Vermin Information

Are you being watched?

by Art Onweller

The best part of owning a boat is having the ability to travel, visit friends, sight see, hit lakeside restaurants, or just get away for awhile. In our experience, all these activities involve mooring or docking at remote locations. And while you might not be aware of being watched, you are.

The design of our Rat Guards is how vermin navigate. Rats and mice are nocturnal. They can not see more than six inches ahead but can smell 100 times better than humans. They leave a scent trail whereever they go so they can find their way back to the nest. Multiple vermin use the same scent trail. So, if the trail is broken or not established, they can not find their way. Therefore, even if they can reach the edge of the OFFBoard® Rat Guard, they won’t jump further because they can’t see the line on the other side and risk loosing their ability to navigate. The Rat Guard is an elegantly simple and superior design using the vermins natural tendencies against itself.

Field mice, rats and other vermin are always looking for food and shelter; boats make great homes. They frequently use mooring lines or utility cables as an open passage way to climb on board - hence the birth of OFFBOARD® Rat Gurds to "keep pests from being guests."

Vermin eat plastic covered wiring to get the salt content in the plastic. A rat can raise havoc by shorting out wiring and can even destroy electronic equipment and wiring systems.

Vermin are also responsible for the spread of many diseases by transmitting them directly or by contaminating food with their urine and feces. It is well known that vermin can have fleas that carry bubonic plague. Another example is the Deer Mouse, it can carry the Sin Nombre Hantavirus. A single vermin may produce 50 droppings daily. Within a few weeks droppings will become gray, dusty, and crumble easily. In a recent study in Colorado, of those that contract Hantavirus, the death rate is 48 percent. Sometimes vermin will carry the Salmonella bacteria and will leave it in their droppings on dishes, silverware, or food preparation surfaces, thereby transmitting Salmonella to humans.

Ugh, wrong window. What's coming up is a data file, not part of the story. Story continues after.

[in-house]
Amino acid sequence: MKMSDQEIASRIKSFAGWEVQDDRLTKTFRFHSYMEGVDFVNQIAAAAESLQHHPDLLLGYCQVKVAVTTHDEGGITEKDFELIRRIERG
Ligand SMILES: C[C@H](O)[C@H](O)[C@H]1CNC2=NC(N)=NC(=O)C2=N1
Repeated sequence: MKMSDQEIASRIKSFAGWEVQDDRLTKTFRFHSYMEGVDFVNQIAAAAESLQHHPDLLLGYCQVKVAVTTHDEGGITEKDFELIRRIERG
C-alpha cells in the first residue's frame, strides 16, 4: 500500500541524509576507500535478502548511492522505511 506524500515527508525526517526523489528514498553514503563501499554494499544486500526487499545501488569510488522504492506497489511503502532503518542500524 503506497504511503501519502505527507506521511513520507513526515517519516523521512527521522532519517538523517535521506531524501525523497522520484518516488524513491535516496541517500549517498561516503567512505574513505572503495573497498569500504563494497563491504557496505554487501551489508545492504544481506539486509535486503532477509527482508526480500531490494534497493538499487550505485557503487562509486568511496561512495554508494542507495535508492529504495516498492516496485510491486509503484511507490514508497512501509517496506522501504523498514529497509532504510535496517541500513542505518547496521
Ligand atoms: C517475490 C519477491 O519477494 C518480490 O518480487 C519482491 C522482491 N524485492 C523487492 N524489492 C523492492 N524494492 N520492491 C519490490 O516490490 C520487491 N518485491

Where (and When) to Find the Rat Pack

You may not ever see rats or mic on or near your boat, however, they are typically nocturnal creatures and are most active when we're not. They are social animals and some species live in colonies. Outdoors rats and mice constantly travel the same route. They mark their trails with urine so that they can return to sites where food can be found. An ultraviolet light can be used to determine if vermin have "visited" the boat. Both wet and dry urine stains will glow blue-white when under the light.

Cleaning Up After Unwanted Guests

Once rats are on-board the boat owner has a real problem. Once a food is identified rats/mice will try to establish a nest. A female can give birth to as many as 4 to 6 at a time and as often as five to six times a year. Upon finding a nest, the EPA (U.S. Environmental Protection Agency) strongly suggests:

  • Never sweep or vacuum mouse droppings and dust or debris in mouse activity areas.
  • Wear a respirator equipped with a High Efficiency Purifying Air (HEPA) filter as well as un-vented protective goggles, and impermeable latex or rubber gloves.
  • Soak mouse droppings and dusty areas with an EPA-registered disinfectant then wipe up with paper towels. Place the soiled towels in a sealed plastic bag and dispose in an outdoor trash receptacle.
  • Clean protective equipment with the EPA-registered disinfectant, then again with soap and water, and allow to air dry.

Keep rats, mice and other critters from gaining access to your ship, boat or house, order OffBoard® Rat Guards today!